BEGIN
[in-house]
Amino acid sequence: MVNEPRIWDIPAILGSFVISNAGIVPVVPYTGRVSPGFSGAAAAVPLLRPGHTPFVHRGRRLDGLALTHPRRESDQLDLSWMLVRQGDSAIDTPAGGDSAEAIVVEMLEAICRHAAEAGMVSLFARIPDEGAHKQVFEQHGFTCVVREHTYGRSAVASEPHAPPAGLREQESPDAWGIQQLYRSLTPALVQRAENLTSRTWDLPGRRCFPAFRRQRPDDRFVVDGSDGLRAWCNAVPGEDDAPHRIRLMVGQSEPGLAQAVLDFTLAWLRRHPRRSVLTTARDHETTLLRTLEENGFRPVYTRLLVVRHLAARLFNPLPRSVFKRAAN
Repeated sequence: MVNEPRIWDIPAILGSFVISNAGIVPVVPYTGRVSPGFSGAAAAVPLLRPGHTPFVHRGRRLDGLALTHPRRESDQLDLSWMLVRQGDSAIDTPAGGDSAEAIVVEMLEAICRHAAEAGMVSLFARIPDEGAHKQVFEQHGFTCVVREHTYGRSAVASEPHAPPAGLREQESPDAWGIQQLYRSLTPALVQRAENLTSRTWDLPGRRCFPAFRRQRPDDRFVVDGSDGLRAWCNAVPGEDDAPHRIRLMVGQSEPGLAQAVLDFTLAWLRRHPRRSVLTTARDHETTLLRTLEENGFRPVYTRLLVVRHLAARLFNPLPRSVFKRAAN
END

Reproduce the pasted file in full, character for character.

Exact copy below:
[in-house]
Amino acid sequence: MVNEPRIWDIPAILGSFVISNAGIVPVVPYTGRVSPGFSGAAAAVPLLRPGHTPFVHRGRRLDGLALTHPRRESDQLDLSWMLVRQGDSAIDTPAGGDSAEAIVVEMLEAICRHAAEAGMVSLFARIPDEGAHKQVFEQHGFTCVVREHTYGRSAVASEPHAPPAGLREQESPDAWGIQQLYRSLTPALVQRAENLTSRTWDLPGRRCFPAFRRQRPDDRFVVDGSDGLRAWCNAVPGEDDAPHRIRLMVGQSEPGLAQAVLDFTLAWLRRHPRRSVLTTARDHETTLLRTLEENGFRPVYTRLLVVRHLAARLFNPLPRSVFKRAAN
Repeated sequence: MVNEPRIWDIPAILGSFVISNAGIVPVVPYTGRVSPGFSGAAAAVPLLRPGHTPFVHRGRRLDGLALTHPRRESDQLDLSWMLVRQGDSAIDTPAGGDSAEAIVVEMLEAICRHAAEAGMVSLFARIPDEGAHKQVFEQHGFTCVVREHTYGRSAVASEPHAPPAGLREQESPDAWGIQQLYRSLTPALVQRAENLTSRTWDLPGRRCFPAFRRQRPDDRFVVDGSDGLRAWCNAVPGEDDAPHRIRLMVGQSEPGLAQAVLDFTLAWLRRHPRRSVLTTARDHETTLLRTLEENGFRPVYTRLLVVRHLAARLFNPLPRSVFKRAAN